Holidays introduces Carter's Chord trio
Friday, November 30, 2007
– The holiday season is introducing Carter's Chord, the trio of singing and songwriting sisters whose debut album, produced by Toby Keith, will be released in early 2008 on Show Dog Nashville.
Their version of "O Come, O Come Emmanuel" that the
sisters taped as part of their appearance on the CMT.com web show "Unplugged
at Studio 330" is in medium rotation for the holidays on the CMT Network and CMT Pure Country.
On Dec. 4, four songs by Carter's Chord will be available for digital
download from iTunes. The group's debut single, "Young Love," will be released to radio on Jan. 14. iTunes will also offer downloads of another holiday song by Carter's Chord, "Santa Baby" plus "Boys Like You (Give Love a Bad Name)" from their upcoming album.
Carter's Chord is sisters Becky, Emily and Joanna Robertson, who were
literally born into and raised within country music, thanks to their musical
parents: Grammy-winning keyboard player, arranger and producer Barny
Robertson and singer Carter Robertson, who toured and recorded with Waylon
Jennings and Jessi Colter during the height of the Outlaw movement from the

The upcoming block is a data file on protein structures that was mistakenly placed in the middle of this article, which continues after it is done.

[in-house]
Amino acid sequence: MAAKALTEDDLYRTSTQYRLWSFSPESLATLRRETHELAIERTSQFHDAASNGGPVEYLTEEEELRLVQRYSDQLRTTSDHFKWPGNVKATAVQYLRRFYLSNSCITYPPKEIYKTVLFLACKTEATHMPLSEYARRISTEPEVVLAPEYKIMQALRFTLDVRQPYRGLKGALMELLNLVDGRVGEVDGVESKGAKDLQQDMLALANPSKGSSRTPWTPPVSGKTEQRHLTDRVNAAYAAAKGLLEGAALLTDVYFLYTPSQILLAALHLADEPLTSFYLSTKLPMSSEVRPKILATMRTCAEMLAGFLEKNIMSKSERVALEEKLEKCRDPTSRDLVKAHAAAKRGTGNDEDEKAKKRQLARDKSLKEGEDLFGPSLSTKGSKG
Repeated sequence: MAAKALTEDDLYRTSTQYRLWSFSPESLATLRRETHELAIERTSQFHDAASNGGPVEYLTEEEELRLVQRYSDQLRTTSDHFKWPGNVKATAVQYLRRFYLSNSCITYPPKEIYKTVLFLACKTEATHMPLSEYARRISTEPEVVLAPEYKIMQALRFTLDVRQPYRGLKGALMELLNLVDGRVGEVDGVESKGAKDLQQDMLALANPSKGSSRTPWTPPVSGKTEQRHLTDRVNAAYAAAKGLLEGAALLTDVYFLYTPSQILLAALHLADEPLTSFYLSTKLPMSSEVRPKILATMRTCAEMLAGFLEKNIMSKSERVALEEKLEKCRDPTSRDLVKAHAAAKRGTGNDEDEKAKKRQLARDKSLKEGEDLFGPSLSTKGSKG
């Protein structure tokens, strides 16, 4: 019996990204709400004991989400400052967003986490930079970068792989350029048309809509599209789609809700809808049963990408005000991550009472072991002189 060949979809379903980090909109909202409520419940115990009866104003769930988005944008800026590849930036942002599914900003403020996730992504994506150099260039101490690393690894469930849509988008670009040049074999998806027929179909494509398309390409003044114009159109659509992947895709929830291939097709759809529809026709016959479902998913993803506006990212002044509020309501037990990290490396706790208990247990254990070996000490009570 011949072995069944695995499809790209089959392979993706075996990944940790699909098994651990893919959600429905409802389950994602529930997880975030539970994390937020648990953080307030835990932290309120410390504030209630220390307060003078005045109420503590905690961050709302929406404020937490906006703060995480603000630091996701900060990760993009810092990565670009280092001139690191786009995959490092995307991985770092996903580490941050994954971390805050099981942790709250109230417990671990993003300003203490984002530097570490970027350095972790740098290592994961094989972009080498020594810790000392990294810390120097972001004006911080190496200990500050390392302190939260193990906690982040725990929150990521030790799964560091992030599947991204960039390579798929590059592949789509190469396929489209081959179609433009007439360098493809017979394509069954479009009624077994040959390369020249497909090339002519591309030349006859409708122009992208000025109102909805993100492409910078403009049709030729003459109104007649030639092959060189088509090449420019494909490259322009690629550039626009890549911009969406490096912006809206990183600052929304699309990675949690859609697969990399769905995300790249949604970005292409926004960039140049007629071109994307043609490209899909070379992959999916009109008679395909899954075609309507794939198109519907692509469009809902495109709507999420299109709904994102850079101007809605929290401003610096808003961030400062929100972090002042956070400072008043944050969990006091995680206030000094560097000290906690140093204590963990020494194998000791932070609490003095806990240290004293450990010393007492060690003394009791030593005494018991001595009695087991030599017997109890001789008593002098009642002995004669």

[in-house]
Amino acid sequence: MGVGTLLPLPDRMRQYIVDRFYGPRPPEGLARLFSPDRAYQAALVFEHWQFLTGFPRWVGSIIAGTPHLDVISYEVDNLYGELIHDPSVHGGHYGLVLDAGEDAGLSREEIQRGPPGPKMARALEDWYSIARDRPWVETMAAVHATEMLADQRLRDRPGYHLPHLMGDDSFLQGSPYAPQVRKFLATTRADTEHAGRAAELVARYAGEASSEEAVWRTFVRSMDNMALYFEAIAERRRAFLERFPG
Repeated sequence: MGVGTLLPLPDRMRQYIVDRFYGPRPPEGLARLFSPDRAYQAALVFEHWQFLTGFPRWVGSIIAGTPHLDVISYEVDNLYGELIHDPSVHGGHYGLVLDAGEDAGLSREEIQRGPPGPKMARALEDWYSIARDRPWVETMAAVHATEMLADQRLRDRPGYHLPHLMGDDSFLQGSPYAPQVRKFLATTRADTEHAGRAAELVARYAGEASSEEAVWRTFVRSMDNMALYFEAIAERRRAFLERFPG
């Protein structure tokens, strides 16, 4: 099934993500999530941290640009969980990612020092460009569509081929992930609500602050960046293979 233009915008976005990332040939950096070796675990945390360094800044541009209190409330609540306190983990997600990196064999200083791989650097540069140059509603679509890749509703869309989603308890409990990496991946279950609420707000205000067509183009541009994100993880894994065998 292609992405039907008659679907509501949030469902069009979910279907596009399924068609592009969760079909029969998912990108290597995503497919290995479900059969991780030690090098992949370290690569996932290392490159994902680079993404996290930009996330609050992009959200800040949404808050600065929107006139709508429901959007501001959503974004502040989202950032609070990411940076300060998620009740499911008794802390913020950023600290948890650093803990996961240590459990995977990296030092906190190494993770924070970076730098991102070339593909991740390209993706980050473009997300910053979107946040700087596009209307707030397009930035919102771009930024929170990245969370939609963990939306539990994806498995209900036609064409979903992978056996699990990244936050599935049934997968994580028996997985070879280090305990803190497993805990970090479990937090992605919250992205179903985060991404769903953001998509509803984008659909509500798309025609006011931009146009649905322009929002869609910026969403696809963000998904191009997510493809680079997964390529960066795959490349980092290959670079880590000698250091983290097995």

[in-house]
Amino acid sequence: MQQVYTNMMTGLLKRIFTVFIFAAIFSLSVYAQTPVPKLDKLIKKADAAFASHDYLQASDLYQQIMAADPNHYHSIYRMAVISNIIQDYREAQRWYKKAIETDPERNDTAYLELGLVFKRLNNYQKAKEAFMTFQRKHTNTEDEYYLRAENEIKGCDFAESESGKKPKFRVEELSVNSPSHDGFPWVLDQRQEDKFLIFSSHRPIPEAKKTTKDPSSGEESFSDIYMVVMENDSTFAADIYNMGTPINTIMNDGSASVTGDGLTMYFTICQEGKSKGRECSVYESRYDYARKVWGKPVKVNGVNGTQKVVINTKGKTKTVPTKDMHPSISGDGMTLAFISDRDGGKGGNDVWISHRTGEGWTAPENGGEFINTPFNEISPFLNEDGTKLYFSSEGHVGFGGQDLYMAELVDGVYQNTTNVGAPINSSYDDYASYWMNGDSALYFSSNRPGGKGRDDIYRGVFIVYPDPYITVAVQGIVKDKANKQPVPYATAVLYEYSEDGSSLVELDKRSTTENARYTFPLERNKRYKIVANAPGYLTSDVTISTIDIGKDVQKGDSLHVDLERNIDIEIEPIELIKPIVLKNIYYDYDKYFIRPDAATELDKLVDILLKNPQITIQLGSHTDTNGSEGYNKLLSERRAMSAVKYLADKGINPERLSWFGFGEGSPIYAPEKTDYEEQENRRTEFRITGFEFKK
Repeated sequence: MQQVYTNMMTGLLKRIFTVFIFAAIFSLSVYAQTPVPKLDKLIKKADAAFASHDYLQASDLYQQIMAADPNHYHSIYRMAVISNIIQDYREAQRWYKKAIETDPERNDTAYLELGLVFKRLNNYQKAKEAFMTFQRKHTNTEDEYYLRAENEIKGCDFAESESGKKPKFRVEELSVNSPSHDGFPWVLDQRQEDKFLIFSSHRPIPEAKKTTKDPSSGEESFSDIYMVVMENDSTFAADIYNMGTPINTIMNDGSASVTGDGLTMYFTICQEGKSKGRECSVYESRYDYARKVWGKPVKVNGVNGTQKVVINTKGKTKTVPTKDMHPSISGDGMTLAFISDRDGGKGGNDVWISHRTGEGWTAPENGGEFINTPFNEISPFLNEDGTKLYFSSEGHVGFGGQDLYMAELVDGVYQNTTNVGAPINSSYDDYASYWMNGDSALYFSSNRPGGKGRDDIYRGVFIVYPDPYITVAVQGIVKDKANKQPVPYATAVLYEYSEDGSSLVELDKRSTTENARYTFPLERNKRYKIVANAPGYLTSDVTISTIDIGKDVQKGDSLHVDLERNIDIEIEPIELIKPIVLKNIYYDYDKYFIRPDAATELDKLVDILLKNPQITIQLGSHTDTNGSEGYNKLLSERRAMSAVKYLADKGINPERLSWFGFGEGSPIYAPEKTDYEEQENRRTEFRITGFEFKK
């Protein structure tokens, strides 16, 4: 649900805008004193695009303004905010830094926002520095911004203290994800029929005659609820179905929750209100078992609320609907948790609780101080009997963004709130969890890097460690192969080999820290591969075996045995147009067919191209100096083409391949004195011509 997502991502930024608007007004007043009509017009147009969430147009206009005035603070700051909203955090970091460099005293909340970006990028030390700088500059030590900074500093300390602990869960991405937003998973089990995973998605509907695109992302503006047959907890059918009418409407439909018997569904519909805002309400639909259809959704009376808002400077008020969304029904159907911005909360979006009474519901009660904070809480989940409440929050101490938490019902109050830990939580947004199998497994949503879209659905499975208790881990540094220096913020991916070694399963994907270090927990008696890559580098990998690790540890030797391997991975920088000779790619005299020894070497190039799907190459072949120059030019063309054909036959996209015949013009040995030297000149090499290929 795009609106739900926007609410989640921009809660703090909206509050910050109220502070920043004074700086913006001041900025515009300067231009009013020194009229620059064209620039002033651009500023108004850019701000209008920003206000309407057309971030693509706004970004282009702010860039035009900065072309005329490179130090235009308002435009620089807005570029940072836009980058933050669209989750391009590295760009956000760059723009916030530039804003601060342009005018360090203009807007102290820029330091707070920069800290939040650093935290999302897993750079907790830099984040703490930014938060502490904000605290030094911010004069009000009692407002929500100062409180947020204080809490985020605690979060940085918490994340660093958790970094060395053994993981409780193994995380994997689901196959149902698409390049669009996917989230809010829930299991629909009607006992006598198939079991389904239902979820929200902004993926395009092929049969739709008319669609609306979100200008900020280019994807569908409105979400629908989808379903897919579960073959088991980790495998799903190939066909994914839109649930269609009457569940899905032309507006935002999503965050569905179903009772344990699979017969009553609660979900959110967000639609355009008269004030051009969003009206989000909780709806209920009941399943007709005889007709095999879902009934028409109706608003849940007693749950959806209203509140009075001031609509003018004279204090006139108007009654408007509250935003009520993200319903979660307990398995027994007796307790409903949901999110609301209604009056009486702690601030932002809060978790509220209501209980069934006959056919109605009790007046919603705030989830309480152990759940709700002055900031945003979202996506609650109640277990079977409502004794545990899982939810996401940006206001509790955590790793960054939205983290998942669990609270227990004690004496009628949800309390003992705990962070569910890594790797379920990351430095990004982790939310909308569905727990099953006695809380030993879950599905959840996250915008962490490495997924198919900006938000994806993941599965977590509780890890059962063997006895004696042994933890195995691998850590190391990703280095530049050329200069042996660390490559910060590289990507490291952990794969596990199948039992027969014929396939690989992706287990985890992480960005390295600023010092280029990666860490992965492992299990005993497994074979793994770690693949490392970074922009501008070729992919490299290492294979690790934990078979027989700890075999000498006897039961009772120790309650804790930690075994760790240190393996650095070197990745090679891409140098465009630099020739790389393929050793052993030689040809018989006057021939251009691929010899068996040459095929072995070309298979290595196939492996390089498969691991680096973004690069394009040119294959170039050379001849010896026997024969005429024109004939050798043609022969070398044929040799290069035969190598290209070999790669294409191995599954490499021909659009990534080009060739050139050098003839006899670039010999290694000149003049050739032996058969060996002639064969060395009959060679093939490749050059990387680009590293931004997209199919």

mid 1970s through the early '80s.
The sisters were signed by Keith to Show Dog Nashville after a Valentine's Day, 2006 showcase.
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It's unlikely Carter's Chord's "Summer Early '60s" will make country radio. But what Martina McBride did to raise awareness of domestic violence with "Independence Day," this fledgling sister trio of 20s-somethings take it to another level with a gritty, autobiographical song written by their mother about her childhood.
And give Toby Keith credit for letting the sisters - Becky, Emily and Johanna Robertson - record it. It's classic American gothic, »»»
Editorial: Walking the talk
When names like Hank Williams, Johnny Cash, Waylon and the Hag are invoked, you're talking hard core country. These are the touchstones of country , the guys who made country music what it was and still is (or maybe can be). When these folks would sing about being down-and-out and the rough-and-tumble, they knew of what they were singing about. Fast forward a few years to the country singers of today. »»»
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